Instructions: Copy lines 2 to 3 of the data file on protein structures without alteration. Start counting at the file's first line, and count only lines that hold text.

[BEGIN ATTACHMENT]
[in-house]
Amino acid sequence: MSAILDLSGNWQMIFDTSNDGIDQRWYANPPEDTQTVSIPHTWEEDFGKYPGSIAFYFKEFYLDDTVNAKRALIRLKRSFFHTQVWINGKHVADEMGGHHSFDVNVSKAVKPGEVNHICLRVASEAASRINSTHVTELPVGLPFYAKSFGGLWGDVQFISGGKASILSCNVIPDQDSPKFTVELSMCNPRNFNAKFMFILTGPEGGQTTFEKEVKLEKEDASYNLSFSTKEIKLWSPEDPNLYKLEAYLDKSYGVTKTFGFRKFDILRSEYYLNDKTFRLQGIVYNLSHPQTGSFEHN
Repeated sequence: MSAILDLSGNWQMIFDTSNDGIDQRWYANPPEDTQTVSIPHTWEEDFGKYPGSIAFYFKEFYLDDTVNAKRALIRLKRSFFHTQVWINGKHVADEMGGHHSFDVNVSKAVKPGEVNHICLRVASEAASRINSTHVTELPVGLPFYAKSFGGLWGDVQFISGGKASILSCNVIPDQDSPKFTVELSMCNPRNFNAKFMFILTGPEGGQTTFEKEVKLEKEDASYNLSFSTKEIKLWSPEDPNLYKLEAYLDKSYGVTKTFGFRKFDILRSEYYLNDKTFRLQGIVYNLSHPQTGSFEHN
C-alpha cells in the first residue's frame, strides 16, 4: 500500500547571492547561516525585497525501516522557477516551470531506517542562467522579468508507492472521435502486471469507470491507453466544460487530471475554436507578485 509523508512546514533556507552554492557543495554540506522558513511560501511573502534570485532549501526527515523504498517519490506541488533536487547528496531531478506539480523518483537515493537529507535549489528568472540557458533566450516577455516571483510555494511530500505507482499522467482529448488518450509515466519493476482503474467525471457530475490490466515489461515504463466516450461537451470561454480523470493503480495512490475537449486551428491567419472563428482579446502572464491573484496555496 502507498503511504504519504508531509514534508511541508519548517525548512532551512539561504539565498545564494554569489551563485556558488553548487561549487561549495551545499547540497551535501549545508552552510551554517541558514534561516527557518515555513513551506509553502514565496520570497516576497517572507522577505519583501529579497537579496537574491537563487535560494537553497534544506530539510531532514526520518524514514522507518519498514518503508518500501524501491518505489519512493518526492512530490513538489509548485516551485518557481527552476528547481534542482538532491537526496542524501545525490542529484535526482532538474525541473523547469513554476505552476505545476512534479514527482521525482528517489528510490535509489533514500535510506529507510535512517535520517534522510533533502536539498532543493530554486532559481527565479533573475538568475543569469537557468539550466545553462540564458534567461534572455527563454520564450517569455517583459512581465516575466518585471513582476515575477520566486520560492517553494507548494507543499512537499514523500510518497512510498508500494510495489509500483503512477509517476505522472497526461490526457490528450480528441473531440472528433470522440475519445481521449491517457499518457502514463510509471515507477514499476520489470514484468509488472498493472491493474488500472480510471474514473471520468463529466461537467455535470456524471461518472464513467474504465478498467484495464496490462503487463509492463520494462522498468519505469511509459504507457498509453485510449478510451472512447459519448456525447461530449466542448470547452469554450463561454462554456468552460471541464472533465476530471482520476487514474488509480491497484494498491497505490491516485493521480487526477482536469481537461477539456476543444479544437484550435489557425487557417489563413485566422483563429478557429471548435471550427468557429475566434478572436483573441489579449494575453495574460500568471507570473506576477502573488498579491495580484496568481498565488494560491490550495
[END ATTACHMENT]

Amino acid sequence: MSAILDLSGNWQMIFDTSNDGIDQRWYANPPEDTQTVSIPHTWEEDFGKYPGSIAFYFKEFYLDDTVNAKRALIRLKRSFFHTQVWINGKHVADEMGGHHSFDVNVSKAVKPGEVNHICLRVASEAASRINSTHVTELPVGLPFYAKSFGGLWGDVQFISGGKASILSCNVIPDQDSPKFTVELSMCNPRNFNAKFMFILTGPEGGQTTFEKEVKLEKEDASYNLSFSTKEIKLWSPEDPNLYKLEAYLDKSYGVTKTFGFRKFDILRSEYYLNDKTFRLQGIVYNLSHPQTGSFEHN
Repeated sequence: MSAILDLSGNWQMIFDTSNDGIDQRWYANPPEDTQTVSIPHTWEEDFGKYPGSIAFYFKEFYLDDTVNAKRALIRLKRSFFHTQVWINGKHVADEMGGHHSFDVNVSKAVKPGEVNHICLRVASEAASRINSTHVTELPVGLPFYAKSFGGLWGDVQFISGGKASILSCNVIPDQDSPKFTVELSMCNPRNFNAKFMFILTGPEGGQTTFEKEVKLEKEDASYNLSFSTKEIKLWSPEDPNLYKLEAYLDKSYGVTKTFGFRKFDILRSEYYLNDKTFRLQGIVYNLSHPQTGSFEHN